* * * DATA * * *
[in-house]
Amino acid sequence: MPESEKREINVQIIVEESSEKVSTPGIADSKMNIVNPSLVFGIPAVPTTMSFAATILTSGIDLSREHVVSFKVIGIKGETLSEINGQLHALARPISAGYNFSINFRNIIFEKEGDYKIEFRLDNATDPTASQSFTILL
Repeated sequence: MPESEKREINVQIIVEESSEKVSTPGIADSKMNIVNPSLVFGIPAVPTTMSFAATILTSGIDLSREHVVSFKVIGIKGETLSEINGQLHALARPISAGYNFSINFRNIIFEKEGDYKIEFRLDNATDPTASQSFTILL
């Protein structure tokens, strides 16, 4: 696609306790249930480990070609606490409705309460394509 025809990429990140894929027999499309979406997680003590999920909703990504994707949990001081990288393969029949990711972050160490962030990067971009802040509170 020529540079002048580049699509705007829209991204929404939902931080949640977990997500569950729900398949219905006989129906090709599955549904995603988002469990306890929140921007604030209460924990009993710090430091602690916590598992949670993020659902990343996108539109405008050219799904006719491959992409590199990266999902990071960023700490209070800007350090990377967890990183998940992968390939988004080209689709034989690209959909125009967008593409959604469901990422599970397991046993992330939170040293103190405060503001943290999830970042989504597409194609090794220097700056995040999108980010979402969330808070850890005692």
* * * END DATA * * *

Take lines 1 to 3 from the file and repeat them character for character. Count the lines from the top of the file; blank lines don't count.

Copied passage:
[in-house]
Amino acid sequence: MPESEKREINVQIIVEESSEKVSTPGIADSKMNIVNPSLVFGIPAVPTTMSFAATILTSGIDLSREHVVSFKVIGIKGETLSEINGQLHALARPISAGYNFSINFRNIIFEKEGDYKIEFRLDNATDPTASQSFTILL
Repeated sequence: MPESEKREINVQIIVEESSEKVSTPGIADSKMNIVNPSLVFGIPAVPTTMSFAATILTSGIDLSREHVVSFKVIGIKGETLSEINGQLHALARPISAGYNFSINFRNIIFEKEGDYKIEFRLDNATDPTASQSFTILL